Tale of two boats; one book brings $46 million
"The money is close. Real close."
That's probably what executives of the St. Armands-based Freedom Ship International Inc. are whispering to themselves these days. The company hopes to complete a private stock offering this year and, with the proceeds, acquire a shipyard in Honduras to begin construction of a floating city capable of accommodating 70,000 people.
The biggest ship on the planet would cost about $20 billion to build, so it will indeed be a long fundraising process, but it would definitely be something to see.
As envisioned by Norman Nixon, the company's chief executive officer and founder, the vessel would be about a mile long and 750 feet wide. Its size would prohibit it from entering ports, so it would just meander around the world, taking about three years per revolution. It would anchor off certain coasts periodically to allow passengers or residents to visit the locales. In fact, the ship will be at key spots about 70 percent of the time and in transit for the remainder of the three years.
Some of the "specs" for the ship include:
- 18,000 living units, with prices in the range of $180,000 to $2.5 million, including a small number of premium suites currently priced up to $44 million.
- 3,000 commercial units in a similar price range.
- 2,400 time-share units.
- 10,000 hotel units.
- A casino.
- A ferryboat transportation system that provides departures every 15 minutes, 24 hours a day, to three or more local cities giving ship residents access to the local neighborhood and up to 30,000 land-based residents a chance to spend a day on the ship.
- A medical facility practicing Western and Eastern medicine as well as preventive and anti-aging medicine.
- A school system that gives the students a chance to take a field trip into a different country each week for academic purposes or to compete with local schools in numerous sporting events.
- An international trade center that gives on-board companies and shops the opportunity to show and sell their products in a different country each week.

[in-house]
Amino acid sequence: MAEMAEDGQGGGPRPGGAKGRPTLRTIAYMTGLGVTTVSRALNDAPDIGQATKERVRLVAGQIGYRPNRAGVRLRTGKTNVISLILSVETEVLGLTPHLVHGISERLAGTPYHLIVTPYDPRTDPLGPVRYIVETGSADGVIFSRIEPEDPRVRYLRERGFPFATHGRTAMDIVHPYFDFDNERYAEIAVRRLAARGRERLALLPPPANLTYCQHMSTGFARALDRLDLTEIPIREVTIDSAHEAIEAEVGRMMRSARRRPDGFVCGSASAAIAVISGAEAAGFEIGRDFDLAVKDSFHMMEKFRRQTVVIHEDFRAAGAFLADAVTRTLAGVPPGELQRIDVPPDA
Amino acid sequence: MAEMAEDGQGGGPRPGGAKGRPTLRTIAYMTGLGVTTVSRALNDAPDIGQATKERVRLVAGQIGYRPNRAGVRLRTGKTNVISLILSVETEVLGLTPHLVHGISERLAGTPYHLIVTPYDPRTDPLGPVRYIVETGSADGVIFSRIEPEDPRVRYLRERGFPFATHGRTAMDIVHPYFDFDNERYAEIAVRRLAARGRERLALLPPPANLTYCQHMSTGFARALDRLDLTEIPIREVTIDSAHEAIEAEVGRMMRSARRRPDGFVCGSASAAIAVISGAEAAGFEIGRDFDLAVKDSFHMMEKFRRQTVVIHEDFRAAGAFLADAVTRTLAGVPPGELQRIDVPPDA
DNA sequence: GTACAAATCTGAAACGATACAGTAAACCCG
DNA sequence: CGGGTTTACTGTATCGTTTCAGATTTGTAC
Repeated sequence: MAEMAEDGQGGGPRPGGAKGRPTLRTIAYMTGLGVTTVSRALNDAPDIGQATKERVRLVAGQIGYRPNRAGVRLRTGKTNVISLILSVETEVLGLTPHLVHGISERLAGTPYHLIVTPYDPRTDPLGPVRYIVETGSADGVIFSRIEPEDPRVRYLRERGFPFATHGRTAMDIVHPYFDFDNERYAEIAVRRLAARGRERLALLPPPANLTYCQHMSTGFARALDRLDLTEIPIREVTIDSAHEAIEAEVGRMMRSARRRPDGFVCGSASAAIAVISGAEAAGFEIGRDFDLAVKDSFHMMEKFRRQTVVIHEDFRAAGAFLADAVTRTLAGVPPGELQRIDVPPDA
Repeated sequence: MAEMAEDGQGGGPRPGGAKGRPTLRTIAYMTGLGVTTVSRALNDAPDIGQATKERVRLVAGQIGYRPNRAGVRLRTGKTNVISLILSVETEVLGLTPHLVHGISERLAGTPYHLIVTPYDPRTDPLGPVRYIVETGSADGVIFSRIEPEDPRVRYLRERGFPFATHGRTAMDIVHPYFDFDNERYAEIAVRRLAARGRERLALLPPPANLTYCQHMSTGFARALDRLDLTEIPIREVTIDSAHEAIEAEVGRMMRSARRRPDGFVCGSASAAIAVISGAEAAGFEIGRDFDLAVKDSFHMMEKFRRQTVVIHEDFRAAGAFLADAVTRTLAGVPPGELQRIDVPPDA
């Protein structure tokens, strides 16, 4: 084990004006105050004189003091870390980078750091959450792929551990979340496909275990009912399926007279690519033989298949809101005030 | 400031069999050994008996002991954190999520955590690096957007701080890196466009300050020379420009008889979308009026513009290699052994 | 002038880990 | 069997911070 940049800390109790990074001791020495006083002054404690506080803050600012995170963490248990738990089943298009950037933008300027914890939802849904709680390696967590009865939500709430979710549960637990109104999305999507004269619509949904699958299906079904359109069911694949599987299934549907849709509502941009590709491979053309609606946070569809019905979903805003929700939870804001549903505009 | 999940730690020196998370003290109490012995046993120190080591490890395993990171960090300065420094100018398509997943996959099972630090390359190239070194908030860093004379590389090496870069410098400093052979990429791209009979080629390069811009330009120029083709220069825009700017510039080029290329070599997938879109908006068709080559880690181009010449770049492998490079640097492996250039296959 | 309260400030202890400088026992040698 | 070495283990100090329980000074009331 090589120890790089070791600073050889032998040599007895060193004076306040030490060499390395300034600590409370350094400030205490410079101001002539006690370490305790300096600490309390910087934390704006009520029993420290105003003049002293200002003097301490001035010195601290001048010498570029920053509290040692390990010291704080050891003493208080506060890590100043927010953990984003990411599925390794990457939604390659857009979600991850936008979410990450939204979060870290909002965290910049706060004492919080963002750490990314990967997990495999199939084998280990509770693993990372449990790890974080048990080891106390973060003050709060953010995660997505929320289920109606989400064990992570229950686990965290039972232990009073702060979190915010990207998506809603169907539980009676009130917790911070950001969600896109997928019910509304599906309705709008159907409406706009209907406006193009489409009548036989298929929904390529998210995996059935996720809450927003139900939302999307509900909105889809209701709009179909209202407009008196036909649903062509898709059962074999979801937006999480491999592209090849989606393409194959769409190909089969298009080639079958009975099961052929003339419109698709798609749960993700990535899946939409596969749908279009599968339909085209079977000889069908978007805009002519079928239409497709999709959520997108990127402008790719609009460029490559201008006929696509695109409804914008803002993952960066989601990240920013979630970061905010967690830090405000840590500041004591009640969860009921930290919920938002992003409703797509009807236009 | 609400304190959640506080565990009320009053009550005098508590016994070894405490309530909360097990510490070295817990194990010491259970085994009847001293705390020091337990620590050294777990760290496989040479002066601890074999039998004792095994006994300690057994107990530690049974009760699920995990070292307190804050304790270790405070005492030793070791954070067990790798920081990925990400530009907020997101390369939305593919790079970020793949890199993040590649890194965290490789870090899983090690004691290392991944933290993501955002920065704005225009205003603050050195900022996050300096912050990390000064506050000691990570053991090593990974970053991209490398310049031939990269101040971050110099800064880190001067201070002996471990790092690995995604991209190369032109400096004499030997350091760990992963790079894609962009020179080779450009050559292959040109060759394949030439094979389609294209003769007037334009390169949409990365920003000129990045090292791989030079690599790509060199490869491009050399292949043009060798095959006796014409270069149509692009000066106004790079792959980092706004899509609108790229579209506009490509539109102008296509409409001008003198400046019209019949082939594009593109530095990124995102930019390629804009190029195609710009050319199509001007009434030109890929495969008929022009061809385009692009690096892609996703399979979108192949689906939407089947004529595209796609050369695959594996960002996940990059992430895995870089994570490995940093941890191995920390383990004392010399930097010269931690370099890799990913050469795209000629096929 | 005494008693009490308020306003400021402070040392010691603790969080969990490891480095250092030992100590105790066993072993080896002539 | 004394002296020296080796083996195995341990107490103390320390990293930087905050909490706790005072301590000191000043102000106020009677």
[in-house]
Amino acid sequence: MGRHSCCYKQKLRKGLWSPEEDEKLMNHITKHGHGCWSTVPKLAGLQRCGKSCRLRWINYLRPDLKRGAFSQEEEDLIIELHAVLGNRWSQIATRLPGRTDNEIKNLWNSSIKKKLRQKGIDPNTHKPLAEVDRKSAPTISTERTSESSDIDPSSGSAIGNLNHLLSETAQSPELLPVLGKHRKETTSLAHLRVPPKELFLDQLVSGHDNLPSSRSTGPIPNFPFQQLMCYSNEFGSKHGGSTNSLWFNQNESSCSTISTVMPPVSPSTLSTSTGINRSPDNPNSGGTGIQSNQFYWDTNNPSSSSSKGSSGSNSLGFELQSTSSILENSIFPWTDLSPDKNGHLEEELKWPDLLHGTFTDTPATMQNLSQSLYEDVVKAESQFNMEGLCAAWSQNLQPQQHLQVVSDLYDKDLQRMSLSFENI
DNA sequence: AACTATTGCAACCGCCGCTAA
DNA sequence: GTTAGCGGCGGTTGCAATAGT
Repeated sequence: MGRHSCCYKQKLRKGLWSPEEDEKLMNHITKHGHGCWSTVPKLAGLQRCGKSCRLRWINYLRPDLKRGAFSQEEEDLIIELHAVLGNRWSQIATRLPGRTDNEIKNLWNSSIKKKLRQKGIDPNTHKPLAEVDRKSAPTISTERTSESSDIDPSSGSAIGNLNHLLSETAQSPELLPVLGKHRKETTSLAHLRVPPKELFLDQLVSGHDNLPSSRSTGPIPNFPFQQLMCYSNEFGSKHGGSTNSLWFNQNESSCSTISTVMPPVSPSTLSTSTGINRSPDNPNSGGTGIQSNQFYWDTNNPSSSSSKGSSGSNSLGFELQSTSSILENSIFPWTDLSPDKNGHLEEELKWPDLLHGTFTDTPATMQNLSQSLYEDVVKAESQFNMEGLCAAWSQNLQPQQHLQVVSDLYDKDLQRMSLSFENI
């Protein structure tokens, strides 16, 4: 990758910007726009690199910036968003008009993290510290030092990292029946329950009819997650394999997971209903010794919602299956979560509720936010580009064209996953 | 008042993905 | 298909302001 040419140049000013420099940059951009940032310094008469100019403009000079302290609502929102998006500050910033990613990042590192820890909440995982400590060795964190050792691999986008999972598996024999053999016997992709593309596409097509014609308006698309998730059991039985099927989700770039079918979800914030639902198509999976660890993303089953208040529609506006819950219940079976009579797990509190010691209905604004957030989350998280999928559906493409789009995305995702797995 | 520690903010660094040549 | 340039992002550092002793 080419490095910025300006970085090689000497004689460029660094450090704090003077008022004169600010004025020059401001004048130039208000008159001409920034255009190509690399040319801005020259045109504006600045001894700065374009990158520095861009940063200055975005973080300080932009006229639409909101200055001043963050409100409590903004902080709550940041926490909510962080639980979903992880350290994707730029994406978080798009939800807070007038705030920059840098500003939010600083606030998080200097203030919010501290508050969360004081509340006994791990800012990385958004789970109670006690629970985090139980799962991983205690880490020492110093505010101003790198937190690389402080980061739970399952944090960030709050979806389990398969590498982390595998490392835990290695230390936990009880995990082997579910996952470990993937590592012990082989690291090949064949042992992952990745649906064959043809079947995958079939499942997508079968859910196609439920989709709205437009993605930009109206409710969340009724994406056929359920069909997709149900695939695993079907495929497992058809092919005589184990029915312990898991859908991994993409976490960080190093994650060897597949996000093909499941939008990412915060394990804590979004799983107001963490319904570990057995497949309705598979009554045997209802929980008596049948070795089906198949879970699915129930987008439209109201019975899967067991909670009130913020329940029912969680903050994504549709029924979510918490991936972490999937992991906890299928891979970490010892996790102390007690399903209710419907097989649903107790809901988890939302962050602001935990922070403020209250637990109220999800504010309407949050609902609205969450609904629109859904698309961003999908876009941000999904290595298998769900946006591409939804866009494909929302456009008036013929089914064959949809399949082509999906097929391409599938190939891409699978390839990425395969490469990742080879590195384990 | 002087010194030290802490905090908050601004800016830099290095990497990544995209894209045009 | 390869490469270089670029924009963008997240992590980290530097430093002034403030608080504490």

- More than 100 acres of outdoor park, recreation, exercise and community space.
More 'modest' vessel?
Back into the land of believability comes Piero Rivolta's 90-foot-long sailboat. It sleeps eight in four cabins, each with its own bathroom - each big enough to be called a bathroom rather than a head.
What's neat, although almost everything about the boat is neat, is its retractable keel that allows a draft of about six feet in shallows and almost 13 feet when under sail off the coast. There are twin rudders, twin engines, and all the other stuff you would expect in a world-class vessel.
Rivolta keeps it in back of his Bird Key home. It's easy to spot since the mast is about the same height as the nearby Ringling Bridge. In fact, he's got to putter down the Intracoastal Waterway to Venice Inlet to get out into the Gulf of Mexico.
I haven't spent much time on big boats, so I was naturally impressed with one so huge. A buddy who has spent a lot of time on big boats probably summed it up best when he said that the Rivolta sailboat "was the nicest sailboat I've ever seen."
Big money to go away
The company that mostly built and was to run the big water desalination plant in Hillsborough County has been given a $5 million golden parachute and told to go away.
Tampa Bay Water officials agreed to pay the sum to Covanta, the outfit that built the plant. The desal facility has been shut down due to a fear that the filters that strain salt from water were being damaged.
Tampa Bay Water and Covanta had been in court for the past few months regarding contract issues.
The plant is now supposed to be fully operational in 2005, producing 25 million gallons of potable water a day.
Value of one book
Dr. Sylvia Earle's book, "Sea Change: A Message of the Oceans" was worth $46 million to one Texas publisher. No, not in royalties or an advance, but for the betterment of the Gulf.
Edward Harte is the retired owner and publisher of a daily newspaper in Corpus Christi, Texas. His son gave him a copy of Earle's book, and Harte the elder liked it and its message so much he wrote a check establishing the Harte Research Institute For Gulf of Mexico Studies, which is charged with being a "cooperator and collaborator with other marine labs" to focus on the Gulf.
Harte was at Mote Marine Laboratory the other week, the same lab that Dr. Earle was director of at one time. She still serves on the board of directors, and is also the "explorer in residence" at the National Geographic Society and chairs Gulf studies at the Harte Institute.
A few years ago there was some buzz in the publishing world about Stephen King signing a three-book contract with a London publishing house for $46 million.
It looks like Dr. Earle has trumped ol' Steve, doesn't it?
The Harte Institute has a Web site, www.gulfbase.org, which includes a whole slew of information about the Gulf. Among the entries in the "circulation" category is the following:
"Water enters the Gulf through the Yucatan Strait, circulates as the Loop Current, and exits through the Florida Strait, eventually forming the Gulf Stream. Portions of the Loop Current often break away, forming eddies or 'gyres,' which affect regional current patterns. Smaller wind-driven and tidal currents are created in nearshore environments.
"Drainage into the Gulf of Mexico is extensive and includes 20 major river systems covering over 3.8 million square kilometers of the continental United States. Annual freshwater inflow to the Gulf is approximately 280 trillion gallons, of which 85 percent comes from the United States, with 64 percent originating from the Mississippi River alone. Additional freshwater inputs originate in Mexico, the Yucatan Peninsula and Cuba."